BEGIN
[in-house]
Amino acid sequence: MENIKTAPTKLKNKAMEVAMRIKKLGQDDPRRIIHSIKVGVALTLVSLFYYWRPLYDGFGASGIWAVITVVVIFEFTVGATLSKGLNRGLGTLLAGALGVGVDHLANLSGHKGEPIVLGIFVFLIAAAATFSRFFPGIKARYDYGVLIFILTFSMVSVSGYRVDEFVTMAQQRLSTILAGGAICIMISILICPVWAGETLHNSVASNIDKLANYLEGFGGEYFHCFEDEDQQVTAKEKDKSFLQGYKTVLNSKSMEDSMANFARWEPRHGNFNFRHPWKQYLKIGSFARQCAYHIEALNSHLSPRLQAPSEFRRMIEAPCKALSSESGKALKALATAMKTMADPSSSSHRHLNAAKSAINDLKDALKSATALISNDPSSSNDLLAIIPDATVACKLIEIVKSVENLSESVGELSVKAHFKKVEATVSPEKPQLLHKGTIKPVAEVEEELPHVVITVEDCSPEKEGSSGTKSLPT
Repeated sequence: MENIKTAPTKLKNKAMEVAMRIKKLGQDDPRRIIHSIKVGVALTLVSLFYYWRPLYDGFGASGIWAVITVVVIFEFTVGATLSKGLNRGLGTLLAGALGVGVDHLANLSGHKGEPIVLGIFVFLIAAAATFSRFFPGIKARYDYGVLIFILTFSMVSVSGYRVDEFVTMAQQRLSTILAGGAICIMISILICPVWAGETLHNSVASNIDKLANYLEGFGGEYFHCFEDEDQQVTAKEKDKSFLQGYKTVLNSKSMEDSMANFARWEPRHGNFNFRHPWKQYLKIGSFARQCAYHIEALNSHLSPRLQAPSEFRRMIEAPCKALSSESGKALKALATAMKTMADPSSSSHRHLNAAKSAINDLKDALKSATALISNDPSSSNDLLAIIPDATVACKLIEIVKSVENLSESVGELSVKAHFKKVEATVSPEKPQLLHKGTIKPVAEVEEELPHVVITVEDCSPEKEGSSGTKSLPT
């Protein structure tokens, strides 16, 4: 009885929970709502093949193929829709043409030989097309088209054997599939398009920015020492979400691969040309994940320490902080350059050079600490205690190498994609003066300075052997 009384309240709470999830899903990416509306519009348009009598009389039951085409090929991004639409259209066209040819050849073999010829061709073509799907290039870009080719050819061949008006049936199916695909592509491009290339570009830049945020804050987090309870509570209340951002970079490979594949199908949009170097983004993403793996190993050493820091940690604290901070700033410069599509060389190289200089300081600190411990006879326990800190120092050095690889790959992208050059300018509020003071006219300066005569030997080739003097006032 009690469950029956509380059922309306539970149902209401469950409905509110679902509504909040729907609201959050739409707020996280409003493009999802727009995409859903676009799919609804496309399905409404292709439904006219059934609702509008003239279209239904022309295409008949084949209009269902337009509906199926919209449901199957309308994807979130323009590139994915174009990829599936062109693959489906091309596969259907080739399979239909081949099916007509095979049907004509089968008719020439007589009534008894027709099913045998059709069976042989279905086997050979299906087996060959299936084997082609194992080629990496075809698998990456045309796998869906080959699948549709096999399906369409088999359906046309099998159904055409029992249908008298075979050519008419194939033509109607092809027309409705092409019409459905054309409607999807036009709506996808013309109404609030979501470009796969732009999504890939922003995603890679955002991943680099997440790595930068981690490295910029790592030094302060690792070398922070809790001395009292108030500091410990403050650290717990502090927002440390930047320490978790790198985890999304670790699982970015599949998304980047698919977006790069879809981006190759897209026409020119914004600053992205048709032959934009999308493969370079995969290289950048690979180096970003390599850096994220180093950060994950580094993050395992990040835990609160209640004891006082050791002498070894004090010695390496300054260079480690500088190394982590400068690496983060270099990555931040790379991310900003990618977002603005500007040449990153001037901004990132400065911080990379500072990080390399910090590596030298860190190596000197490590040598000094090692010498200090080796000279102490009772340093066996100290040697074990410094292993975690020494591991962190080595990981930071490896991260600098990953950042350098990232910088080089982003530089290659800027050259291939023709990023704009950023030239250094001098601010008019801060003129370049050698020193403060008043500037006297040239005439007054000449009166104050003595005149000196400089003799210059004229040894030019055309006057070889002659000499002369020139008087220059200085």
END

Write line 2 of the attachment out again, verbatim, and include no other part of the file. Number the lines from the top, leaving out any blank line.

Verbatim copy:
Amino acid sequence: MENIKTAPTKLKNKAMEVAMRIKKLGQDDPRRIIHSIKVGVALTLVSLFYYWRPLYDGFGASGIWAVITVVVIFEFTVGATLSKGLNRGLGTLLAGALGVGVDHLANLSGHKGEPIVLGIFVFLIAAAATFSRFFPGIKARYDYGVLIFILTFSMVSVSGYRVDEFVTMAQQRLSTILAGGAICIMISILICPVWAGETLHNSVASNIDKLANYLEGFGGEYFHCFEDEDQQVTAKEKDKSFLQGYKTVLNSKSMEDSMANFARWEPRHGNFNFRHPWKQYLKIGSFARQCAYHIEALNSHLSPRLQAPSEFRRMIEAPCKALSSESGKALKALATAMKTMADPSSSSHRHLNAAKSAINDLKDALKSATALISNDPSSSNDLLAIIPDATVACKLIEIVKSVENLSESVGELSVKAHFKKVEATVSPEKPQLLHKGTIKPVAEVEEELPHVVITVEDCSPEKEGSSGTKSLPT